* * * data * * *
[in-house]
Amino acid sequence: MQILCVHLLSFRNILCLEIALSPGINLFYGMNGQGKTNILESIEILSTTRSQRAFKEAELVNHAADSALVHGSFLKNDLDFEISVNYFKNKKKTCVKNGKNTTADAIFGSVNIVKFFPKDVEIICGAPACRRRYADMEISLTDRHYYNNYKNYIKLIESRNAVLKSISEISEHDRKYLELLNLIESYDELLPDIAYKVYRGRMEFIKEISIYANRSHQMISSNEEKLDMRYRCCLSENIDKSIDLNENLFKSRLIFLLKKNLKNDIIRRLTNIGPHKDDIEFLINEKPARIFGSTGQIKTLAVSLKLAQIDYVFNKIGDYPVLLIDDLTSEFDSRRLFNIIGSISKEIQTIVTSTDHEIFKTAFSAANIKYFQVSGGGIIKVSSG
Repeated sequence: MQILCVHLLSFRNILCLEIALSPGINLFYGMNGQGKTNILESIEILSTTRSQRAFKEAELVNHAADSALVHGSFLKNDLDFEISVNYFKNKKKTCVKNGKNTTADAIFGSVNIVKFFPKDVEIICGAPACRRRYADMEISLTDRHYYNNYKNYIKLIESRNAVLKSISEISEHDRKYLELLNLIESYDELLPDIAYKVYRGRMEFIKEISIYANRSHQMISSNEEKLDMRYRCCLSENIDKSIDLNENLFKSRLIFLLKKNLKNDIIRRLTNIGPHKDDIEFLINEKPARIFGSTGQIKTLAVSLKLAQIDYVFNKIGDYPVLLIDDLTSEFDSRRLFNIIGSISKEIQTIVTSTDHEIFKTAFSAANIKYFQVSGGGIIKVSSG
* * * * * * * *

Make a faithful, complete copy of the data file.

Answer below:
[in-house]
Amino acid sequence: MQILCVHLLSFRNILCLEIALSPGINLFYGMNGQGKTNILESIEILSTTRSQRAFKEAELVNHAADSALVHGSFLKNDLDFEISVNYFKNKKKTCVKNGKNTTADAIFGSVNIVKFFPKDVEIICGAPACRRRYADMEISLTDRHYYNNYKNYIKLIESRNAVLKSISEISEHDRKYLELLNLIESYDELLPDIAYKVYRGRMEFIKEISIYANRSHQMISSNEEKLDMRYRCCLSENIDKSIDLNENLFKSRLIFLLKKNLKNDIIRRLTNIGPHKDDIEFLINEKPARIFGSTGQIKTLAVSLKLAQIDYVFNKIGDYPVLLIDDLTSEFDSRRLFNIIGSISKEIQTIVTSTDHEIFKTAFSAANIKYFQVSGGGIIKVSSG
Repeated sequence: MQILCVHLLSFRNILCLEIALSPGINLFYGMNGQGKTNILESIEILSTTRSQRAFKEAELVNHAADSALVHGSFLKNDLDFEISVNYFKNKKKTCVKNGKNTTADAIFGSVNIVKFFPKDVEIICGAPACRRRYADMEISLTDRHYYNNYKNYIKLIESRNAVLKSISEISEHDRKYLELLNLIESYDELLPDIAYKVYRGRMEFIKEISIYANRSHQMISSNEEKLDMRYRCCLSENIDKSIDLNENLFKSRLIFLLKKNLKNDIIRRLTNIGPHKDDIEFLINEKPARIFGSTGQIKTLAVSLKLAQIDYVFNKIGDYPVLLIDDLTSEFDSRRLFNIIGSISKEIQTIVTSTDHEIFKTAFSAANIKYFQVSGGGIIKVSSG